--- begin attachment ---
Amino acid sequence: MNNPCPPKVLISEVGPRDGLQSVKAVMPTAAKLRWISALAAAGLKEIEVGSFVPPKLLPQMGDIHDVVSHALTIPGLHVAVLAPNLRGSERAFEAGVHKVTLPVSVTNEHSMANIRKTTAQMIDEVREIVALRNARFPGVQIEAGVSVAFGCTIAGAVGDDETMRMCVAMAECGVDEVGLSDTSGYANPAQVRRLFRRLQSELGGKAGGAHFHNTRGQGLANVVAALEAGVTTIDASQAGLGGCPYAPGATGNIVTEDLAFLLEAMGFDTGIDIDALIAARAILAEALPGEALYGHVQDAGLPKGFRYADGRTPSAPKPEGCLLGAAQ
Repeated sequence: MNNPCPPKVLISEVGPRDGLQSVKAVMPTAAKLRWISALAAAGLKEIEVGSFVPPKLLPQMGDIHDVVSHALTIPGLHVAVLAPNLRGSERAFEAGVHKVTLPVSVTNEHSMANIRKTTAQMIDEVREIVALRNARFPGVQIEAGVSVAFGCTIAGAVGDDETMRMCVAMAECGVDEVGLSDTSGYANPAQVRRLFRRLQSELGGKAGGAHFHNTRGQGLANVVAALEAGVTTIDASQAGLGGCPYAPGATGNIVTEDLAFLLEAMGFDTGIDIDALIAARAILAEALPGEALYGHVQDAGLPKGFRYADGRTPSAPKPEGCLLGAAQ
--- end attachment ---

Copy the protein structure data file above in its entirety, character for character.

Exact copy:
Amino acid sequence: MNNPCPPKVLISEVGPRDGLQSVKAVMPTAAKLRWISALAAAGLKEIEVGSFVPPKLLPQMGDIHDVVSHALTIPGLHVAVLAPNLRGSERAFEAGVHKVTLPVSVTNEHSMANIRKTTAQMIDEVREIVALRNARFPGVQIEAGVSVAFGCTIAGAVGDDETMRMCVAMAECGVDEVGLSDTSGYANPAQVRRLFRRLQSELGGKAGGAHFHNTRGQGLANVVAALEAGVTTIDASQAGLGGCPYAPGATGNIVTEDLAFLLEAMGFDTGIDIDALIAARAILAEALPGEALYGHVQDAGLPKGFRYADGRTPSAPKPEGCLLGAAQ
Repeated sequence: MNNPCPPKVLISEVGPRDGLQSVKAVMPTAAKLRWISALAAAGLKEIEVGSFVPPKLLPQMGDIHDVVSHALTIPGLHVAVLAPNLRGSERAFEAGVHKVTLPVSVTNEHSMANIRKTTAQMIDEVREIVALRNARFPGVQIEAGVSVAFGCTIAGAVGDDETMRMCVAMAECGVDEVGLSDTSGYANPAQVRRLFRRLQSELGGKAGGAHFHNTRGQGLANVVAALEAGVTTIDASQAGLGGCPYAPGATGNIVTEDLAFLLEAMGFDTGIDIDALIAARAILAEALPGEALYGHVQDAGLPKGFRYADGRTPSAPKPEGCLLGAAQ